“Where there is no vision, the people perish,” states the Bible. I recast the truism. Had there been no Robert Sparks Walker, I would not be who I am today: a former lawyer who made a career as a science writer and journalist. I feel--perhaps seek--further affinity being born on Feb. 3, the day before his birthday.

It took a long time for me to recognize this influence. William Ellery Channing captured it: “The mind--in proportion as it is cut off from free communication with nature, with revelation, with God, with itself--loses its life, just as the body droops when debarred from the air and the cheering light from heaven.”

I found none of the nature I love in law and being lawyerly. I was in my 40s before I finally embraced my natural roots.

The Elise Chapin refuge was one of Mr. Walker’s favorite places; for years he spent nearly every day there--cold, rain, or shine.

On Sept. 26, 1960 Robert Sparks Walker died of a heart attack. He was walking in his beloved sanctuary. He is still there, buried next to Spring Frog Cabin.

On his birthday, I address his living spirit: “Mr. Walker, your love of nature and stewardship to preserve and protect the environment remain exemplary.

“You helped set the compass of my life; it continues to guide me. Most of all, you showed how nature points beyond itself, helping me discover the One Great Face behind its many masks.”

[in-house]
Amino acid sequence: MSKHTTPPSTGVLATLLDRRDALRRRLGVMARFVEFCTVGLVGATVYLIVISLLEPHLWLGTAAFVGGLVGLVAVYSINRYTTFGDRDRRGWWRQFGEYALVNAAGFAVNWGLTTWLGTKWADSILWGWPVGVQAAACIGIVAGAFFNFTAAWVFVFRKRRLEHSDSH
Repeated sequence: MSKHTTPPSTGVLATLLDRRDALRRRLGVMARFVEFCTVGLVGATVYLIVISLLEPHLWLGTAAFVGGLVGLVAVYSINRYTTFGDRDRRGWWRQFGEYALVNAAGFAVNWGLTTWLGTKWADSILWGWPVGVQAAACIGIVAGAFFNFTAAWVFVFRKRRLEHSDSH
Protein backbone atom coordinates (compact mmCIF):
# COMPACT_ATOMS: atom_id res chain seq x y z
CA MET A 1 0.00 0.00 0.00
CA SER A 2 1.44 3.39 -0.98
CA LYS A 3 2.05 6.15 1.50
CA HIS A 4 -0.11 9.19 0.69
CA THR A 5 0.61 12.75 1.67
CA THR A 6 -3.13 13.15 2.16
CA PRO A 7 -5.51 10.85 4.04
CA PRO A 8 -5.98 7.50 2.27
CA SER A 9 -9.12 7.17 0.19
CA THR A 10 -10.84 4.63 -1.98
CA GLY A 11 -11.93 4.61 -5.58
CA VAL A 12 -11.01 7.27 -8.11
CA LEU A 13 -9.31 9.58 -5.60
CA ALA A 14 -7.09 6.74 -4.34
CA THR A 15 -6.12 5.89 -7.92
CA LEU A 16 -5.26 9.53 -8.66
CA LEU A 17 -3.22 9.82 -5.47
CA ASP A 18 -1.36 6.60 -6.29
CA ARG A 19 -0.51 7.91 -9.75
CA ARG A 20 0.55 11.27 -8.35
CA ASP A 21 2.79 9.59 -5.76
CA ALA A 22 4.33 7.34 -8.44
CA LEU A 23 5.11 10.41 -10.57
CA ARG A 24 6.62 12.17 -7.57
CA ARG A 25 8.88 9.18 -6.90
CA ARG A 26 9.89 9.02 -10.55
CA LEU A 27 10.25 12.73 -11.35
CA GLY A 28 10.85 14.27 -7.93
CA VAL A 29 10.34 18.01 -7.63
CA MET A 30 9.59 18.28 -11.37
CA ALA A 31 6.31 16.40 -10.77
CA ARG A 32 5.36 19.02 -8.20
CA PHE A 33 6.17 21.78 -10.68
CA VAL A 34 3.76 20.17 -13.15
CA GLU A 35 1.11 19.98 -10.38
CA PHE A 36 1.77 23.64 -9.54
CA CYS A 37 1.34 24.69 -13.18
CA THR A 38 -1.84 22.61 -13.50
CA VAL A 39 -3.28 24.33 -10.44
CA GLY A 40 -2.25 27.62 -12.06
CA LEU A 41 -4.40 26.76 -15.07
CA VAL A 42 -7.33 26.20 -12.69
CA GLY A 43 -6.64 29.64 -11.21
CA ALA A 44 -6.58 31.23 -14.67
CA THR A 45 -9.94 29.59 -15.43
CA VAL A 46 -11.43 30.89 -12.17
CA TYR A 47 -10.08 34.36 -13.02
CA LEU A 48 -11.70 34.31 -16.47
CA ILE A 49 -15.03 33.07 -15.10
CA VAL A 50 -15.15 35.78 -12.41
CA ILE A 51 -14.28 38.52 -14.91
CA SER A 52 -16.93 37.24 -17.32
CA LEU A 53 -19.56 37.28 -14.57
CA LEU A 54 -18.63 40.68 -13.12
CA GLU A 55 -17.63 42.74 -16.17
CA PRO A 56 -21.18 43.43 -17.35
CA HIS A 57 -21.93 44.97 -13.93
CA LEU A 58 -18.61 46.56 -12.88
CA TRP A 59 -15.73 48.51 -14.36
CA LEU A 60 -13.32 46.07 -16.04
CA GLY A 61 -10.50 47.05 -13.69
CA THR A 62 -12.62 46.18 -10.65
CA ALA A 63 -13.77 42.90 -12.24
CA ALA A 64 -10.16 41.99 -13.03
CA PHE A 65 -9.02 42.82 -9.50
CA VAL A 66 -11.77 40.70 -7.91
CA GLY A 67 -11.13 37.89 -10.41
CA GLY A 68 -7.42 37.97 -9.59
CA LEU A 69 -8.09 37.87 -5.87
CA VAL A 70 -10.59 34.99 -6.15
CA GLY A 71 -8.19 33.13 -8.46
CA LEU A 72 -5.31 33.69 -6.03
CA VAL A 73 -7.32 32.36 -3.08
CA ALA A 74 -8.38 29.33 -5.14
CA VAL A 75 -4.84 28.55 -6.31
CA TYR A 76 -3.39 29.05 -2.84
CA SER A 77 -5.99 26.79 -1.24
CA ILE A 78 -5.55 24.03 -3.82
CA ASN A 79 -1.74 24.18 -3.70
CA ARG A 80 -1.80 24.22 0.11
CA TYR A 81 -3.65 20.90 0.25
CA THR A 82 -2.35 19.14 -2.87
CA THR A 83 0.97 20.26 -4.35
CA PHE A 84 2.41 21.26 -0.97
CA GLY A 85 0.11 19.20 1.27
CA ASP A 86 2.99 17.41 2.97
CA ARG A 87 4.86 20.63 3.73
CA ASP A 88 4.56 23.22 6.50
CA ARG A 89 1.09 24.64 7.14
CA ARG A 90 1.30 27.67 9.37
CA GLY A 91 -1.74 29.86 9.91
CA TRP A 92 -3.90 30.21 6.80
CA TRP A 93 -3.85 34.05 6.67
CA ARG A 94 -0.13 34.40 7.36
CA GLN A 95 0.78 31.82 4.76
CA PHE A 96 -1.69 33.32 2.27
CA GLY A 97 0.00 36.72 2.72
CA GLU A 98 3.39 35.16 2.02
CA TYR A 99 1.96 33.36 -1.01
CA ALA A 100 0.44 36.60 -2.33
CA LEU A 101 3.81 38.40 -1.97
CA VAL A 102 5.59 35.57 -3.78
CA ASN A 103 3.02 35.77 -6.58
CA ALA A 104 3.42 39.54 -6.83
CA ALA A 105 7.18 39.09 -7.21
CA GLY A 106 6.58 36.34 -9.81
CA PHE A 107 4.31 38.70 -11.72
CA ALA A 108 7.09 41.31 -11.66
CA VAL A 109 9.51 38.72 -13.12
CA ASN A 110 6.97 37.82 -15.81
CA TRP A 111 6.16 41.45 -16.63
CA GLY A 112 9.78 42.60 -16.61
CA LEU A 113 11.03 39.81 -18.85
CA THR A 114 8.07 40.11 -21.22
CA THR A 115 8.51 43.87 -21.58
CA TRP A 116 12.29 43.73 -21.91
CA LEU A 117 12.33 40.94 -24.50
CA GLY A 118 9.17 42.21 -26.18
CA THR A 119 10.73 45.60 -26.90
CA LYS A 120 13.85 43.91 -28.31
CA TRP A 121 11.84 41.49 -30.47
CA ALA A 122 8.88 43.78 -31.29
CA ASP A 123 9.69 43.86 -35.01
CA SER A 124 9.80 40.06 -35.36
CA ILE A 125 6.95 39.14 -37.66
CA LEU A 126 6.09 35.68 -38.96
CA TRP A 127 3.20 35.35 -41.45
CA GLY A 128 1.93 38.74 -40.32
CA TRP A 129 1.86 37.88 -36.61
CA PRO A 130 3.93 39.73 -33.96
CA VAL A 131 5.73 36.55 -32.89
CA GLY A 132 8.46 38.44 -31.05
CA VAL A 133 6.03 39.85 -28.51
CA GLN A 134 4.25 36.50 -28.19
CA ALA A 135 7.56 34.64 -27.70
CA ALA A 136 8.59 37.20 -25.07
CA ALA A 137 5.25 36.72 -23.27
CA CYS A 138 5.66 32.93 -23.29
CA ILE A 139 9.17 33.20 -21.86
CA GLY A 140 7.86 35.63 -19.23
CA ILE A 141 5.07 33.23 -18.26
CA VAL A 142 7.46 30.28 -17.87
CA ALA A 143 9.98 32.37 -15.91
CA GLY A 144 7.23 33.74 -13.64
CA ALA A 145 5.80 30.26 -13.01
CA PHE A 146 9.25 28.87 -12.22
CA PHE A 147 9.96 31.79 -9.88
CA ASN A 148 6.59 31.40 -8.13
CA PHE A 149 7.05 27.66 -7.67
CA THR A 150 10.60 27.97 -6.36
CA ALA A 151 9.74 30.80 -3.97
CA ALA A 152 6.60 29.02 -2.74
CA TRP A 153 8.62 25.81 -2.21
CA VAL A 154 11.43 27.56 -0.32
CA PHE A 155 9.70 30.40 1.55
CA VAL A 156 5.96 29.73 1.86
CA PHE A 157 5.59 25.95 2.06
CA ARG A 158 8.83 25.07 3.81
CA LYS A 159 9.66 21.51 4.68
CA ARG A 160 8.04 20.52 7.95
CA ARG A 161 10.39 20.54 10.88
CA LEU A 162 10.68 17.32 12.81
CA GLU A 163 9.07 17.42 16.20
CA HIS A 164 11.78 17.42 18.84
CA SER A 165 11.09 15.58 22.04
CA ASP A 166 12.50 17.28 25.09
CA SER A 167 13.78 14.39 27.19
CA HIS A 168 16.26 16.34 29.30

(Former Chattanoogan Jack Reeves, MA, JD--member, Georgia Bar and federal court system--is an award-winning journalist (Georgia Press Association) and science writer. He headed communications programs for World Bank- and United Nations Development Programme-sponsored international agricultural research centers in Colombia, Ethiopia, Taiwan, and Nigeria (1984-1999). He was a federal program writer for Chattanooga Progress, Inc. (1968), an agency of city government. He lives in the Oconee National Forest, Greene County, Georgia, from which he
continues to reflect on nature and write about it.)


Roosevelt Cabin Restoration Nearly Complete at Berry College

Through the historical preservation of buildings, Berry College in Rome, Georgia has been able to keep its rich history alive. Most recently the Roosevelt Cabin, one of the oldest buildings on the main campus, has been in the final stages of restoration and preservation. The cabin earned its name after former President Theodore Roosevelt had lunch there during his visit ... (click for more)